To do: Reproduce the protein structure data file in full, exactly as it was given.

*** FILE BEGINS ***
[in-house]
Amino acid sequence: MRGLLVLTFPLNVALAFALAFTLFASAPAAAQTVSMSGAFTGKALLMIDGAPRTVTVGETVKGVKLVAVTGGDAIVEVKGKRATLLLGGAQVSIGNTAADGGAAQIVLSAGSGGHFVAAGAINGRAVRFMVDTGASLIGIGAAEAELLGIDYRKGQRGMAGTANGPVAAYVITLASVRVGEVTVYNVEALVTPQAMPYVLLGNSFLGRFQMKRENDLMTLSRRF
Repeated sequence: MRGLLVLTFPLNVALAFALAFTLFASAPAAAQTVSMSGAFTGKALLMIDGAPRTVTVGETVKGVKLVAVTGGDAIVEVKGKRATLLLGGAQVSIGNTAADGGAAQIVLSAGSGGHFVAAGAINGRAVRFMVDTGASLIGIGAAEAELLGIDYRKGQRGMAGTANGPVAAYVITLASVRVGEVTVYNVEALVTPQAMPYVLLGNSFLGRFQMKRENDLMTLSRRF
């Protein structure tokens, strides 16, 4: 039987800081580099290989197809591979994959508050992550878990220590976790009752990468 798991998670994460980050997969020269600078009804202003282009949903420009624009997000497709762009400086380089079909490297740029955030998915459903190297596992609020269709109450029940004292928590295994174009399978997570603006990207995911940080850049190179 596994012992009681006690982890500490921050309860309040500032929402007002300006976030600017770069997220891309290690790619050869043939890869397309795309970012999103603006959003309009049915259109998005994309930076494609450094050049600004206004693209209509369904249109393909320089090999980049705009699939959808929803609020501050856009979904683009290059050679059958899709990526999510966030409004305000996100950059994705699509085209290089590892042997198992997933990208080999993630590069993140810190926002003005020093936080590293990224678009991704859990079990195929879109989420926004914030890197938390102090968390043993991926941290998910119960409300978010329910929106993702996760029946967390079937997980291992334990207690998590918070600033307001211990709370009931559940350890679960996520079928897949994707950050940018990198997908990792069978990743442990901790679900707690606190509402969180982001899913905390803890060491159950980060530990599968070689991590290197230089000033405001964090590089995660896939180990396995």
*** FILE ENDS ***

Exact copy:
[in-house]
Amino acid sequence: MRGLLVLTFPLNVALAFALAFTLFASAPAAAQTVSMSGAFTGKALLMIDGAPRTVTVGETVKGVKLVAVTGGDAIVEVKGKRATLLLGGAQVSIGNTAADGGAAQIVLSAGSGGHFVAAGAINGRAVRFMVDTGASLIGIGAAEAELLGIDYRKGQRGMAGTANGPVAAYVITLASVRVGEVTVYNVEALVTPQAMPYVLLGNSFLGRFQMKRENDLMTLSRRF
Repeated sequence: MRGLLVLTFPLNVALAFALAFTLFASAPAAAQTVSMSGAFTGKALLMIDGAPRTVTVGETVKGVKLVAVTGGDAIVEVKGKRATLLLGGAQVSIGNTAADGGAAQIVLSAGSGGHFVAAGAINGRAVRFMVDTGASLIGIGAAEAELLGIDYRKGQRGMAGTANGPVAAYVITLASVRVGEVTVYNVEALVTPQAMPYVLLGNSFLGRFQMKRENDLMTLSRRF
């Protein structure tokens, strides 16, 4: 039987800081580099290989197809591979994959508050992550878990220590976790009752990468 798991998670994460980050997969020269600078009804202003282009949903420009624009997000497709762009400086380089079909490297740029955030998915459903190297596992609020269709109450029940004292928590295994174009399978997570603006990207995911940080850049190179 596994012992009681006690982890500490921050309860309040500032929402007002300006976030600017770069997220891309290690790619050869043939890869397309795309970012999103603006959003309009049915259109998005994309930076494609450094050049600004206004693209209509369904249109393909320089090999980049705009699939959808929803609020501050856009979904683009290059050679059958899709990526999510966030409004305000996100950059994705699509085209290089590892042997198992997933990208080999993630590069993140810190926002003005020093936080590293990224678009991704859990079990195929879109989420926004914030890197938390102090968390043993991926941290998910119960409300978010329910929106993702996760029946967390079937997980291992334990207690998590918070600033307001211990709370009931559940350890679960996520079928897949994707950050940018990198997908990792069978990743442990901790679900707690606190509402969180982001899913905390803890060491159950980060530990599968070689991590290197230089000033405001964090590089995660896939180990396995």